Fundamental differences between global crude markets and the domestic natural gas market are unlikely to return to the historic 7:1 ratio price-wise until U.S. shale gas reserves are depleted, gas demand infrastructure is enhanced or more domestic liquefied natural gas (LNG) export capacity is added, energy analysts with Raymond James & Associates Inc. said Monday.
In the latest Stat of the Week, J. Marshall Adkins, James M. Rollyson and John Fitzgerald analyzed whether now is the time for investors to buy natural gas because it is “cheap” relative to crude. When the U.S. gas and global crude markets were considered balanced, basically from 1997 to 2006, the crude-to-gas ratio averaged out at around 7:1.
However, abundant shale supplies and a changing domestic landscape have forever changed the gas market, wrote the Raymond James trio.
“Our view is that the oil-to-gas ratio is largely irrelevant when the gas market is oversupplied since natural gas is not a truly global commodity (i.e., it isn’t easily imported/exported), and consumers have already switched to using as much gas as possible,” said Adkins and his colleagues.
New technology has rapidly advanced domestic gas supplies from unconventional — and conventional — plays, which in turn has created a “technology-driven natural gas supply bubble,” said the analysts. “If the shale reserve estimates are close to what is being advertised, the readily available gas supply will continue to pose a problem for gas pricing. In other words, this could be another gas ‘bubble’ that could drive gas prices lower relative to crude for an extended period of time.”
With time, gas prices should move toward the cost of increasing production to keep up with demand, said the Raymond James analysts. “Every time natural gas prices move high enough to grow production, excess supply should push prices back down.”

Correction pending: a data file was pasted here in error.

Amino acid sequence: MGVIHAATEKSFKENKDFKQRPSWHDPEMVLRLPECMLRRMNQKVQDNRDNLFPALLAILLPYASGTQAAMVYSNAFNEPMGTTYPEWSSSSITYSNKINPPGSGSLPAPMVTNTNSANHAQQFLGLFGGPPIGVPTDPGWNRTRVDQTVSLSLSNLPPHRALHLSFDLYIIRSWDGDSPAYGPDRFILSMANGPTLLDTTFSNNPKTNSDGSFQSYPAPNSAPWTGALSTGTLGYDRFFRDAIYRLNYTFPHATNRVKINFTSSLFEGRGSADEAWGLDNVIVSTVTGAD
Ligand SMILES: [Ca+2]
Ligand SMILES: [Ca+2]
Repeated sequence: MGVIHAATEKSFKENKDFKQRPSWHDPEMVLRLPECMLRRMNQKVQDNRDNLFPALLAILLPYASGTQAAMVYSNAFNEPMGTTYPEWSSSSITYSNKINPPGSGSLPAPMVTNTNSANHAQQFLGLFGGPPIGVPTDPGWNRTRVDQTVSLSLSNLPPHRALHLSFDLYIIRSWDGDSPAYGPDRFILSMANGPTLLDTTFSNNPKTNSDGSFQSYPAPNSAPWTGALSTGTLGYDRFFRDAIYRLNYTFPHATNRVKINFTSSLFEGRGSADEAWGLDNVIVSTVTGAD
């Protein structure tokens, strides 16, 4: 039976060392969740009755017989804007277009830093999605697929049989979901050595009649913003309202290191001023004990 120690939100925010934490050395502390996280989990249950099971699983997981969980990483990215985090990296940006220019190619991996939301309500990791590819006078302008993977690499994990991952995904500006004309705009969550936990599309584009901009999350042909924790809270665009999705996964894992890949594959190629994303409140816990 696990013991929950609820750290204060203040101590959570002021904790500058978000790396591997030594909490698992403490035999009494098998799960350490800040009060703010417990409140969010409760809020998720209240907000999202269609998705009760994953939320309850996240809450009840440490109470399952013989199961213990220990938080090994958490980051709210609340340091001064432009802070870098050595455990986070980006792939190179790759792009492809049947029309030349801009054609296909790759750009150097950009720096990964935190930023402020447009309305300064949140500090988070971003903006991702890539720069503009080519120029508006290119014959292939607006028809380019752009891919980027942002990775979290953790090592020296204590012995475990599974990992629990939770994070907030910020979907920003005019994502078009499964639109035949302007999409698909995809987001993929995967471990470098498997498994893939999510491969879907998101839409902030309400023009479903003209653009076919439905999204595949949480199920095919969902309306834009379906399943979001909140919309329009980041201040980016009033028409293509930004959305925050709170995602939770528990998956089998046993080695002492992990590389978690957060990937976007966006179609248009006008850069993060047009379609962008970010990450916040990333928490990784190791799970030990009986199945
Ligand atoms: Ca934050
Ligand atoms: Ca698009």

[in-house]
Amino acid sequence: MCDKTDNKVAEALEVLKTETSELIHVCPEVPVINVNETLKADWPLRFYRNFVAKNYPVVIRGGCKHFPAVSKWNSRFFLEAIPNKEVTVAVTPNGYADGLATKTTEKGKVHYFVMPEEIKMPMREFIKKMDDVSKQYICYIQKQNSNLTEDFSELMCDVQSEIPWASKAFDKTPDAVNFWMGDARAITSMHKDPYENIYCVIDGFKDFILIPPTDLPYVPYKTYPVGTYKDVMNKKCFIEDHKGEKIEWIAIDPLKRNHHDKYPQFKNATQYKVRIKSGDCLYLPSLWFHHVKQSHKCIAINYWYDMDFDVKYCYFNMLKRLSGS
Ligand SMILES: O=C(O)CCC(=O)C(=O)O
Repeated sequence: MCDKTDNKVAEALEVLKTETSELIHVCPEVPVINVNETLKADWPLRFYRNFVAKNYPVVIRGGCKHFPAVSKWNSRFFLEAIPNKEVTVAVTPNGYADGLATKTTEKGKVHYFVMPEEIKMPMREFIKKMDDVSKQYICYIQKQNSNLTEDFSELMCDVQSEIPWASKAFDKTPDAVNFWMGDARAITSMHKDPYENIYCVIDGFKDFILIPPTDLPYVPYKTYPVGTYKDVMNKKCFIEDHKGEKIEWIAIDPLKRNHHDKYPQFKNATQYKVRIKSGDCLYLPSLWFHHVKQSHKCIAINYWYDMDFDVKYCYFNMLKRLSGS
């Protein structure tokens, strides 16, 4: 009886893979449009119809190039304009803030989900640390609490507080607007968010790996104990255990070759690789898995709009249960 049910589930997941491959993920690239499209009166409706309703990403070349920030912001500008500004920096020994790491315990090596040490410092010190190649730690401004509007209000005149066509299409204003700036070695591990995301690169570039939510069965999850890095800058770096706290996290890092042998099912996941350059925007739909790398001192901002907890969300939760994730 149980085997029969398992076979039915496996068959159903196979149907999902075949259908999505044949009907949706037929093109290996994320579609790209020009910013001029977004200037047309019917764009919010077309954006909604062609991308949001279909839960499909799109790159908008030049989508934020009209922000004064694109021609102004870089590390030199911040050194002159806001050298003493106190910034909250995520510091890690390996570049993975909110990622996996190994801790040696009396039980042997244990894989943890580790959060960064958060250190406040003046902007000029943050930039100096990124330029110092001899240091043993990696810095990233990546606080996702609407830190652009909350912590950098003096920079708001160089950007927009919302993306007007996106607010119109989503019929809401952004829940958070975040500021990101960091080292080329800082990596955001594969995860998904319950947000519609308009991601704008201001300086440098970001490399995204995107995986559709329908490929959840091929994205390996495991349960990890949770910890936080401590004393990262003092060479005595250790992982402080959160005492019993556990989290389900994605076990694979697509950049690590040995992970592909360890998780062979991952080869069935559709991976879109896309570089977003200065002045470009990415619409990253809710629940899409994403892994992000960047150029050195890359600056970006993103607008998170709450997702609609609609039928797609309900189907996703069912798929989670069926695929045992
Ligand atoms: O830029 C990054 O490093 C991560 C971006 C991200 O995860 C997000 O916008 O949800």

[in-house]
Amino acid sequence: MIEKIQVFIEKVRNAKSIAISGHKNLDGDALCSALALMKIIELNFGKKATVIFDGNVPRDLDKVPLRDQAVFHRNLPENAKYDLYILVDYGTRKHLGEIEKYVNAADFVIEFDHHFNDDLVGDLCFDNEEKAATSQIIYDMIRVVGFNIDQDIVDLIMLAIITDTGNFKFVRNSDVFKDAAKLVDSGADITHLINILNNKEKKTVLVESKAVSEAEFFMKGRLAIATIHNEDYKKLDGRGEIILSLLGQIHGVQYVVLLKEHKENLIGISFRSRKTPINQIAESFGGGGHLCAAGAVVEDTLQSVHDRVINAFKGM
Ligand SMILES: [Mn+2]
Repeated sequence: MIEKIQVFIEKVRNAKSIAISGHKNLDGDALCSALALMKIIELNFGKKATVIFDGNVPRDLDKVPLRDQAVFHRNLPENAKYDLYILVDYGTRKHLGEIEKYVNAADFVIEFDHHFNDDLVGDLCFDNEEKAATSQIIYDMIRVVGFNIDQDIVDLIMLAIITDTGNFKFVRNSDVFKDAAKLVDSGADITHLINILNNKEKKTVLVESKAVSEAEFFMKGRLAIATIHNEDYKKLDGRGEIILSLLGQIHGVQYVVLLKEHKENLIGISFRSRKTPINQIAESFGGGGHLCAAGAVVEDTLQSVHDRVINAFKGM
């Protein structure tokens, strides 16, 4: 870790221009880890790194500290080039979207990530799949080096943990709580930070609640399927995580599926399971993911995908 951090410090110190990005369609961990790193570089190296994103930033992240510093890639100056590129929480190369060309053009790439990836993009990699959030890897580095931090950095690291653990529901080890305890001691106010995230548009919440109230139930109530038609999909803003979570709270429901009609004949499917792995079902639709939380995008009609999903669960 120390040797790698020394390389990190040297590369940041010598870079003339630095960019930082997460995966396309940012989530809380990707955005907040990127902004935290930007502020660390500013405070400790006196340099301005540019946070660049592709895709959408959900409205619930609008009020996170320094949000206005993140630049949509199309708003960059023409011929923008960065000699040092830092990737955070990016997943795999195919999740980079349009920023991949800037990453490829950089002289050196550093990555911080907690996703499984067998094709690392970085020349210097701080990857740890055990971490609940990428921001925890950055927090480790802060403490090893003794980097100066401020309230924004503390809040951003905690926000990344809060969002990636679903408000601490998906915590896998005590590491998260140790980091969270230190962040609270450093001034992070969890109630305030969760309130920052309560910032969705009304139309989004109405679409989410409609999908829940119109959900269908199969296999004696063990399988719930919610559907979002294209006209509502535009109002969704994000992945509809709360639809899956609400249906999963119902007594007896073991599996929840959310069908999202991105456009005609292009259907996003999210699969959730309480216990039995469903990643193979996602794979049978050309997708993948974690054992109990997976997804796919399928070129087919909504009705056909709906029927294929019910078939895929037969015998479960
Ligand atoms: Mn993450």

Domestic gas output, the analysts noted, was growing at 6 Bcf/d year/year when the “worst” performing wells (from around 1,600 gas rigs) were economic at around $8/Mcf. Since the gas rig count peaked last fall, more than half of the active rigs that were drilling have been laid down.
“As the ‘high-grading’ of gas wells has progressed, the marginal prospect has likely moved from the $8/Mcf range to below $6/Mcf,” said Adkins and his team. “In addition, service costs have dropped 30-40% over the past nine months. If the least economical prospect being drilled today (at $6/Mcf hurdle rate) sees a 40% cost reduction, then that well now makes sense in the mid $3/Mcf range, roughly today’s price.”
With only 700 gas rigs in operation, the question is whether the U.S. gas supply will continue to grow.
“Time will tell,” wrote the trio. “Even if we need over 1,000 gas rigs running to grow supply, our guess is the marginal cost of the worst well will still make sense with gas prices in the $5-6/Mcf range. This analysis excludes any impact from restrictive legislation that could be passed with regard to drilling and completion activities.”
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